There are not many other reasons to stay in Tokyo at the moment: The weather is scorching, with temperatures in the 90s and humidity at over 50 percent. The city has been under a state of emergency for weeks in an effort to curb a surge in coronavirus cases fueled by the contagious Delta variant. Most restaurants and bars close at 8 p.m. And road closures for the Games have backed up traffic on some streets in the city center.
Highways outside Tokyo were gridlocked for miles on Thursday. Flights to the cooler climes of the northern island of Hokkaido, a popular summer getaway, were nearly sold out despite government requests to curb travel from the capital to stop the virus’s spread.
For those inclined to get away, the timing couldn’t be better. Before the originally scheduled start of the Games last summer, in an effort to alleviate congestion, the government changed the dates of two national holidays so that they would coincide with the opening ceremony. When the pandemic forced the postponement of the Games, the four-day holiday rolled over to 2021 — and many in Japan have been more than happy to take advantage.
Singapore is one of several countries in Asia, Europe and the Americas that have been encouraging people to mostly return to their daily rhythms and transition to a kind of new pandemic normal. Now it faces hard choices about how to handle the rising caseloads that reopenings tend to bring.
After recent outbreaks at karaoke lounges and a fishery port, Singapore reimposed restrictions on Thursday that it had lifted just a few weeks ago. Dining in restaurants and gatherings of more than two people were banned until Aug. 18, and one of the city-state’s best-known businesses, the Marina Bay Sands casino, was closed for two weeks for deep cleaning and to stop a Covid cluster there from spreading.
Lawrence Wong, Singapore’s finance minister and co-chairman of the government’s Covid task force, told reporters this week that the restrictions were a “pre-emptive tightening” to stop the pace of community transmission from accelerating.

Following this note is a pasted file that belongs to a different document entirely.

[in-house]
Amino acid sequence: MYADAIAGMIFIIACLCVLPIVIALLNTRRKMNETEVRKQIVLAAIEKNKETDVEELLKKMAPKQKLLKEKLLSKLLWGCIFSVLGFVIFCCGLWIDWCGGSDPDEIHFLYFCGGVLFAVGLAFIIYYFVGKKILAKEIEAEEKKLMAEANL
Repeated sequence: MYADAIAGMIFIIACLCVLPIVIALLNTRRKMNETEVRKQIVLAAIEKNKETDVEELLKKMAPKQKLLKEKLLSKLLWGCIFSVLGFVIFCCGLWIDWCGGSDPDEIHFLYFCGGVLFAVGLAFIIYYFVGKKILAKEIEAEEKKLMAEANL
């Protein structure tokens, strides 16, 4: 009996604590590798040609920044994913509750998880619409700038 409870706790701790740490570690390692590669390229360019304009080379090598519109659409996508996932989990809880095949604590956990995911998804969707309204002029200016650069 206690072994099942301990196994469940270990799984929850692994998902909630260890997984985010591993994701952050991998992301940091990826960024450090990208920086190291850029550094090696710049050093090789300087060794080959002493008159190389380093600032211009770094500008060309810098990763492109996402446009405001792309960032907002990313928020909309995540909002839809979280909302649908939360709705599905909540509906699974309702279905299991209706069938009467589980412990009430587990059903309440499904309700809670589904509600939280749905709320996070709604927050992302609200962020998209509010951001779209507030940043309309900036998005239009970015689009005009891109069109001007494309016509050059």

Singapore is averaging about 117 new cases a day, according to a New York Times database, or about two for every 100,000 people. That rate is far lower than those of many other advanced economies and a fraction of neighboring Malaysia’s. But it still represents a steep rise over the past two weeks.
In late June, officials in Singapore announced plans to gradually ease restrictions and chart a path to the other side of the pandemic in which officials would focus less on the number of Covid infections and more on how many people were falling very ill from the virus.
The Singaporean authorities deliberated extensively over whether to reimpose restrictions this week, Mr. Wong said. They ultimately did so in order to protect vulnerable groups, including seniors, that are still not vaccinated at levels that would protect them from Covid, he added.
As of Thursday, nearly three-quarters of Singapore’s 5.7 million people had received at least one dose of a vaccine and nearly half of them were fully vaccinated. The city-state ranks 13th in the world in doses administered per person, according to a New York Times tracker. That puts it just behind Israel and ahead of Belgium.
Trust in the U.S. federal health agencies responding to the coronavirus pandemic remains strong among a significant sector of the American public, according to a survey from the Annenberg Public Policy Center at the University of Pennsylvania, but Americans place their deepest faith closer to home.